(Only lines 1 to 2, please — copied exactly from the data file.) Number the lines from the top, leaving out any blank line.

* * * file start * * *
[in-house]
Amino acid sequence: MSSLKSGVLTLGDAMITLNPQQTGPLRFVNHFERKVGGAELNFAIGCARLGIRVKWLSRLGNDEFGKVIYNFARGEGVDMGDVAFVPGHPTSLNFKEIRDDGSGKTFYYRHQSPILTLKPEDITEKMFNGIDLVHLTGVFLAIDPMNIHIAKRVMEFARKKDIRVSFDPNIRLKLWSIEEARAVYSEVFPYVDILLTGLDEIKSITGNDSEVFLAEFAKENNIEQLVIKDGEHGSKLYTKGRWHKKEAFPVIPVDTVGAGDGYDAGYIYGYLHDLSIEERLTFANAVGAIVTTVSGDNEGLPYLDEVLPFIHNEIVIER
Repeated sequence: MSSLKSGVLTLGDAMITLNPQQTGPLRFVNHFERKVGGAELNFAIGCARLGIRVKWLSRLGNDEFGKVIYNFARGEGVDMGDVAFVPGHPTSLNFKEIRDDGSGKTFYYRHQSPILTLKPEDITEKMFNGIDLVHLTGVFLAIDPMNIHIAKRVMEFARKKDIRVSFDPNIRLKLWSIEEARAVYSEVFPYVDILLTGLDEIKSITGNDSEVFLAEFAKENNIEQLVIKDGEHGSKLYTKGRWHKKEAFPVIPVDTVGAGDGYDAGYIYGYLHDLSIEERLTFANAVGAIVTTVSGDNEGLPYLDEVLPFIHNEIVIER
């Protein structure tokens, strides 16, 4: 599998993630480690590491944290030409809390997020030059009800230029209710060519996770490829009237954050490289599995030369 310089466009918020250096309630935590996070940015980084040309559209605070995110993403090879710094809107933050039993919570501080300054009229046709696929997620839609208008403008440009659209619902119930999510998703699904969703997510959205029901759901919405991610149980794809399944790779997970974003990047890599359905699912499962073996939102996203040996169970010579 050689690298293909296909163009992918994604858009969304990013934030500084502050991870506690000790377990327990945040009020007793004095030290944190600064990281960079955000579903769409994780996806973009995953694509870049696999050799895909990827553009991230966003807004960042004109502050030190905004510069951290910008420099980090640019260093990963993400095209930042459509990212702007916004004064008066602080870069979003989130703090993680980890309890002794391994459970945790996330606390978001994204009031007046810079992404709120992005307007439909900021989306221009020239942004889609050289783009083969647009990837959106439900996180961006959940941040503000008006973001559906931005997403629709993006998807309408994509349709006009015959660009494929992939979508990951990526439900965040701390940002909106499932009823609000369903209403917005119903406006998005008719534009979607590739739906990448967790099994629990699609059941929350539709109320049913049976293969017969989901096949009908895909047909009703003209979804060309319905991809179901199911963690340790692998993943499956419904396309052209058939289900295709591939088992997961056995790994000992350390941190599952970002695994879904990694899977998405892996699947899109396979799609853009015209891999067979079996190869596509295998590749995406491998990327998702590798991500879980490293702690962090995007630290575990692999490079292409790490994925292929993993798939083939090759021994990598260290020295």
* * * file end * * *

[in-house]
Amino acid sequence: MSSLKSGVLTLGDAMITLNPQQTGPLRFVNHFERKVGGAELNFAIGCARLGIRVKWLSRLGNDEFGKVIYNFARGEGVDMGDVAFVPGHPTSLNFKEIRDDGSGKTFYYRHQSPILTLKPEDITEKMFNGIDLVHLTGVFLAIDPMNIHIAKRVMEFARKKDIRVSFDPNIRLKLWSIEEARAVYSEVFPYVDILLTGLDEIKSITGNDSEVFLAEFAKENNIEQLVIKDGEHGSKLYTKGRWHKKEAFPVIPVDTVGAGDGYDAGYIYGYLHDLSIEERLTFANAVGAIVTTVSGDNEGLPYLDEVLPFIHNEIVIER